“I joined as soon as we had a mixed ensemble,” she tells CP. “And then the rest is history.”

Today’s chorus of 51 singers skews noticeably younger than others in the region. Membership ranges from 21 to 75 years old, with Rauch putting the average age at 38. From the church pews, I spot singers (not in full show dress for rehearsal) wearing Pitt, Donald Duck, and Jimi Hendrix t-shirts, in addition to some of Vocal Confluence’s own merch, which features the traditional barber’s pole with rainbow stripes.

While not explicitly an LGBTQ chorus, Rauch says, Vocal Confluence marched in this year’s Pittsburgh Pride Parade, emphasizing the group's ethos that “we create that community of welcoming, nurturing, and embracing people for who they truly are.” Rauch identifies as nonbinary, and the organization currently includes nonbinary and LGBTQ members.

“If you can sing, there’s a space for you,” Rauch says.

In addition to expanding membership and fostering inclusivity, the pivot to an all voice chorus also improved the quality of Vocal Confluence’s performance (earning them several official "Most Improved Chorus" designations).
click to enlarge Pittsburgh has a thriving barbershop chorus that's shirking straw hat stereotypes in favor of inclusivity
Photo: Kimmie Durik
Vocal Confluence opening for Loverboy and Foreigner, The Pavilion at Starlake, July 2023.
Last July, the group opened for rock band Foreigner at The Pavilion at Star Lake. Twenty-one Vocal Confluence members performed for an audience of 20,000, most of whom did "not go to a Foreigner concert expecting a barbershop chorus to open,” Rauch laughs. “But regardless, the reception by the band [and] how much they welcomed us and congratulated us on our performance” made it “an incredible experience.”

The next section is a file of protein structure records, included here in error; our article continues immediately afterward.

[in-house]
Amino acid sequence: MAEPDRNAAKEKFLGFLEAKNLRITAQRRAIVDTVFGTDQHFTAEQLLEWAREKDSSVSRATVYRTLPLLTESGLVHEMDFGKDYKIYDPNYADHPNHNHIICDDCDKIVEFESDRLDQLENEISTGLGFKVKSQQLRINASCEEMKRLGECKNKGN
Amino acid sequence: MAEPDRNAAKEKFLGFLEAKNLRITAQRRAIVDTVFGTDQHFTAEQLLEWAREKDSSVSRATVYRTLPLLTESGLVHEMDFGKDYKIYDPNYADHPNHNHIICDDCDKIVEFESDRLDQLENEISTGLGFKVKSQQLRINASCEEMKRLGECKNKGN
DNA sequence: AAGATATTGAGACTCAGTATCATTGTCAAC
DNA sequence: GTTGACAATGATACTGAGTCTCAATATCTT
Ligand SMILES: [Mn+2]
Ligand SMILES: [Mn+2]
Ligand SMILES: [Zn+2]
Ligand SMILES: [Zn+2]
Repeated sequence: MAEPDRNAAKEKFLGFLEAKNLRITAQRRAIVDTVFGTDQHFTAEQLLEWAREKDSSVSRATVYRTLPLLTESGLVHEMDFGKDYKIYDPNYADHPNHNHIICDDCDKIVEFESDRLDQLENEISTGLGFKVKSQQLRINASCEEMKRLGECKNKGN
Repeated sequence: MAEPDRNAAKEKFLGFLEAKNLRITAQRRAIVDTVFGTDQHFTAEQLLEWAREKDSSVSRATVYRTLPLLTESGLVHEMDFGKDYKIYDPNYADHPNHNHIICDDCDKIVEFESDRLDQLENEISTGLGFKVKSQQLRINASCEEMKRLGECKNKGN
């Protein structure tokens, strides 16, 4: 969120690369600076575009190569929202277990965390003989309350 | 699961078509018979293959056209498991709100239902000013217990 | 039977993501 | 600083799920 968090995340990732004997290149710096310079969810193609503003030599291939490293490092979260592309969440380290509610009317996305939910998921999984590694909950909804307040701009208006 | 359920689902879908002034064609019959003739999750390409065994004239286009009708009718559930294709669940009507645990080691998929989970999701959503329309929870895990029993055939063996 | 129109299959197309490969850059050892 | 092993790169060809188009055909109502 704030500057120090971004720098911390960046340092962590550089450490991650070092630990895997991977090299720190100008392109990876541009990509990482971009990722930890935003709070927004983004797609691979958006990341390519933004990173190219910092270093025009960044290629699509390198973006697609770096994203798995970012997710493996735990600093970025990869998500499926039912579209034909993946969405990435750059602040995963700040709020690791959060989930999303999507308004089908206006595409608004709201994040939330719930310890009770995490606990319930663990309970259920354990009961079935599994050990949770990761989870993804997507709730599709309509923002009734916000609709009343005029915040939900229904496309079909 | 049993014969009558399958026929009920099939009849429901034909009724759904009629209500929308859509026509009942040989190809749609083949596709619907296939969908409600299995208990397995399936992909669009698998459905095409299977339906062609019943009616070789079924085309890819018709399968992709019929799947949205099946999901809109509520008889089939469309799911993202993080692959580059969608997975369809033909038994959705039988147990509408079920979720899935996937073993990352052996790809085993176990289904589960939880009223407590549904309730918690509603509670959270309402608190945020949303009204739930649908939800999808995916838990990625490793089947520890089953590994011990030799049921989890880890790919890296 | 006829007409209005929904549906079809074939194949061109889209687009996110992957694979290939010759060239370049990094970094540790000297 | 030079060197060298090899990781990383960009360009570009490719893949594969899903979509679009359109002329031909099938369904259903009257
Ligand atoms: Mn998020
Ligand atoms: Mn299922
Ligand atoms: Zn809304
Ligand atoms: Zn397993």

For the first time ever, Vocal Confluence is also internationally competitive, qualifying for the Barbershop Harmony Society’s (BHS) 2024 International Chorus Contest in Cleveland this July. BHS is a nonprofit founded in 1938 to help preserve barbershop, and Vocal Confluence serves as the organization's Pittsburgh Metro chapter. BHS did not allow non-male members to join until 2018, following a sweeping shift in organizational strategy called "Everyone in Harmony.”

The changes Vocal Confluence has undergone coincide with these larger changes happening across barbershop, Rauch says. They were recently asked to spearhead a BHS initiative to update the third Barberpole Cat Songbook, which establishes 12 standard songs (“polecats”) sung by all barbershoppers. Though BHS identifies barbershop as uniquely American style that finds its roots in African-American tradition, previous songbooks contained blatantly racist songs, some glorifying the Antebellum South. Other standards were sexist or misogynistic, says Rauch.

“That is a dark piece of the Society's history,” they tell CP. “So looking beyond … when we look at the broader society, how can we make this music accessible to everyone? It’s a really cool project and a huge undertaking.”

Dana Gipe, tenor assistant section leader, has been "singing [his] entire life" and says his story is "pretty typical [for] a lot of barbershoppers, because my grandfather [is] a barbershopper." Gipe was unaware of barbershop's history until attending a week-long music conference in New Orleans (hosted by BHS) in 2022. Now, he and his grandfather — who still sings and serves as president of a men's-only barbershop chorus in Jamestown, N.Y. — talk about how much has changed.

"I don't think he's missed one of our shows yet," Gipe, who joined Vocal Confluence in 2021, says.

Of the recent period of evolution, which was "one of the drivers" for this year's performances, Rauch tells CP, "T
hat all came about as we were looking to really solidify who Vocal Confluence is."

"The vision that we bring [is] making sure that everyone feels valued as a human and they have a space where they belong," Rauch says. "Because that's something that in this world is missing, in so many places, and the arts is absolutely somewhere where everyone should feel like they can be."
Vocal Confluence presents “I Wanna See You Be Brave,” Sat., June 15, 6-8 p.m., and Sun., June 16, 3-5 p.m., First Presbyterian Church of Edgewood, 120 E Swissvale Ave., Edgewood. Adult tickets $20, children and students $10, remaining tickets “pay what you can” at the door. vocalconfluence.org

Living Dead Weekend at the Monroeville Mall
18 images